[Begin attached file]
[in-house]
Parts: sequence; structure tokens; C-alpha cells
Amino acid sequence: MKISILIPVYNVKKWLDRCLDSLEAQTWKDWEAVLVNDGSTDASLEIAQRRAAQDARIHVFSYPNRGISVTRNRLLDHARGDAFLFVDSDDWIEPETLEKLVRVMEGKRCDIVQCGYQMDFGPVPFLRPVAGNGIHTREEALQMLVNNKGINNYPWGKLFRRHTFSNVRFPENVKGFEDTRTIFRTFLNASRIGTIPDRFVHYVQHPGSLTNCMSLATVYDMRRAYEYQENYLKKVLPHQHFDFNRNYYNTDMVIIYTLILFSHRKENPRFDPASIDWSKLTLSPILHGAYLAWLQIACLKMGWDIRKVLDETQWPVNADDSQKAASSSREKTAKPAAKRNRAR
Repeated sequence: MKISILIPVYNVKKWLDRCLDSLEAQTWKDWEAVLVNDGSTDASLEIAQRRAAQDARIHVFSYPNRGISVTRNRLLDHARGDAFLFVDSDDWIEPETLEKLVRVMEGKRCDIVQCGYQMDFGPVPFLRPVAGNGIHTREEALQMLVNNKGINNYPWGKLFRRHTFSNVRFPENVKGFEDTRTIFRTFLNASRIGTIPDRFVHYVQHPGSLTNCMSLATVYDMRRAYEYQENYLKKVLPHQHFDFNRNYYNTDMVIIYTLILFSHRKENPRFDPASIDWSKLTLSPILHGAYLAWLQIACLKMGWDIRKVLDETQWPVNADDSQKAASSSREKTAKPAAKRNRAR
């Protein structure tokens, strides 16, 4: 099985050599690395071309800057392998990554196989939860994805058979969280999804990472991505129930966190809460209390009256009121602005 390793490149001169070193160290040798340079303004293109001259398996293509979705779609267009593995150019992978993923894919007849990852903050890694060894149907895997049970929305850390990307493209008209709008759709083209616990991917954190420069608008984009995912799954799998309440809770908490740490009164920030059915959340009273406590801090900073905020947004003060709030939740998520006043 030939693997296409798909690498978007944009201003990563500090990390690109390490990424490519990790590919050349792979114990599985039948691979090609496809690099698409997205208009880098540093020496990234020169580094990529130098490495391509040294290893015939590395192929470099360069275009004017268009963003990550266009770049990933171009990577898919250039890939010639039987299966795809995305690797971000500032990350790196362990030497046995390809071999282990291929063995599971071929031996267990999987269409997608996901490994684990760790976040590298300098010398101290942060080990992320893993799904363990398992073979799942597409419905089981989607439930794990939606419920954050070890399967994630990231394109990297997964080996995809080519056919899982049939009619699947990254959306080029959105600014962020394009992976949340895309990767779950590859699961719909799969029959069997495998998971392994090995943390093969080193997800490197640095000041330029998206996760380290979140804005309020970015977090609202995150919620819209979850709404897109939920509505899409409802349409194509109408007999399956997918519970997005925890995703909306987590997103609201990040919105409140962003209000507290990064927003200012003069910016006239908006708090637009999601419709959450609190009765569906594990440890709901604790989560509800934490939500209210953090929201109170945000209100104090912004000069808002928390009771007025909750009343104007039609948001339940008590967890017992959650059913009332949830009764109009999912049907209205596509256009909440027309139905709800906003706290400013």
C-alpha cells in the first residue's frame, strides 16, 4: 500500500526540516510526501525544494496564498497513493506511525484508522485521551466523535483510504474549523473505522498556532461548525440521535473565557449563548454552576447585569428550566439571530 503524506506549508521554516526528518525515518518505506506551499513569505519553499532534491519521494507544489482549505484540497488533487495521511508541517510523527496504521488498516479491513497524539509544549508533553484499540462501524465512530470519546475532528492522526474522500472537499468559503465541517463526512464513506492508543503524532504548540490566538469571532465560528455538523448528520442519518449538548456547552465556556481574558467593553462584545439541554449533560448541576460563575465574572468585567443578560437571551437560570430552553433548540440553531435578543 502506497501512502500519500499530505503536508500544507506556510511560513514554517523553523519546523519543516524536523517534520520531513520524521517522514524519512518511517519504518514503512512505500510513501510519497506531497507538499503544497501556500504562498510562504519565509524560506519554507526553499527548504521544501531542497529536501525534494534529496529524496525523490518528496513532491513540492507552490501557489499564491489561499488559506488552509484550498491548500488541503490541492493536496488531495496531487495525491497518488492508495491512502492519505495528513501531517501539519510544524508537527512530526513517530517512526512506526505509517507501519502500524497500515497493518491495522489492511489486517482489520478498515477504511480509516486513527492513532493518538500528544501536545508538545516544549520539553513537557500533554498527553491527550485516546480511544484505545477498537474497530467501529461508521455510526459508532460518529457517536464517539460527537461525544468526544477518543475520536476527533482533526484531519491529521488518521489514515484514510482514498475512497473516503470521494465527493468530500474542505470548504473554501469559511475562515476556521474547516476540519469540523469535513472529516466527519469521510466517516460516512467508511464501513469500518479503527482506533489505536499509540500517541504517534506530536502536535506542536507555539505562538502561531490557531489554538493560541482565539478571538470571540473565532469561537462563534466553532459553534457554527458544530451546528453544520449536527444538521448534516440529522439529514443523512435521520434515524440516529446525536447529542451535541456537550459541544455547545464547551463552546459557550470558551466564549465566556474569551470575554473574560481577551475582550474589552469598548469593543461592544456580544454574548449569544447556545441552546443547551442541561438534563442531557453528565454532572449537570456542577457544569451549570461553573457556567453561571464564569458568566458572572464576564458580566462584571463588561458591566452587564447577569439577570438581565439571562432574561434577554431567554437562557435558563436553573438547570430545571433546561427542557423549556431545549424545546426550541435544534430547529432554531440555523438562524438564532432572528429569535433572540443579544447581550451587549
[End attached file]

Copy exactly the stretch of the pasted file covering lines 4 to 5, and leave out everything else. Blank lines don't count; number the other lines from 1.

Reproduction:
Repeated sequence: MKISILIPVYNVKKWLDRCLDSLEAQTWKDWEAVLVNDGSTDASLEIAQRRAAQDARIHVFSYPNRGISVTRNRLLDHARGDAFLFVDSDDWIEPETLEKLVRVMEGKRCDIVQCGYQMDFGPVPFLRPVAGNGIHTREEALQMLVNNKGINNYPWGKLFRRHTFSNVRFPENVKGFEDTRTIFRTFLNASRIGTIPDRFVHYVQHPGSLTNCMSLATVYDMRRAYEYQENYLKKVLPHQHFDFNRNYYNTDMVIIYTLILFSHRKENPRFDPASIDWSKLTLSPILHGAYLAWLQIACLKMGWDIRKVLDETQWPVNADDSQKAASSSREKTAKPAAKRNRAR
């Protein structure tokens, strides 16, 4: 099985050599690395071309800057392998990554196989939860994805058979969280999804990472991505129930966190809460209390009256009121602005 390793490149001169070193160290040798340079303004293109001259398996293509979705779609267009593995150019992978993923894919007849990852903050890694060894149907895997049970929305850390990307493209008209709008759709083209616990991917954190420069608008984009995912799954799998309440809770908490740490009164920030059915959340009273406590801090900073905020947004003060709030939740998520006043 030939693997296409798909690498978007944009201003990563500090990390690109390490990424490519990790590919050349792979114990599985039948691979090609496809690099698409997205208009880098540093020496990234020169580094990529130098490495391509040294290893015939590395192929470099360069275009004017268009963003990550266009770049990933171009990577898919250039890939010639039987299966795809995305690797971000500032990350790196362990030497046995390809071999282990291929063995599971071929031996267990999987269409997608996901490994684990760790976040590298300098010398101290942060080990992320893993799904363990398992073979799942597409419905089981989607439930794990939606419920954050070890399967994630990231394109990297997964080996995809080519056919899982049939009619699947990254959306080029959105600014962020394009992976949340895309990767779950590859699961719909799969029959069997495998998971392994090995943390093969080193997800490197640095000041330029998206996760380290979140804005309020970015977090609202995150919620819209979850709404897109939920509505899409409802349409194509109408007999399956997918519970997005925890995703909306987590997103609201990040919105409140962003209000507290990064927003200012003069910016006239908006708090637009999601419709959450609190009765569906594990440890709901604790989560509800934490939500209210953090929201109170945000209100104090912004000069808002928390009771007025909750009343104007039609948001339940008590967890017992959650059913009332949830009764109009999912049907209205596509256009909440027309139905709800906003706290400013």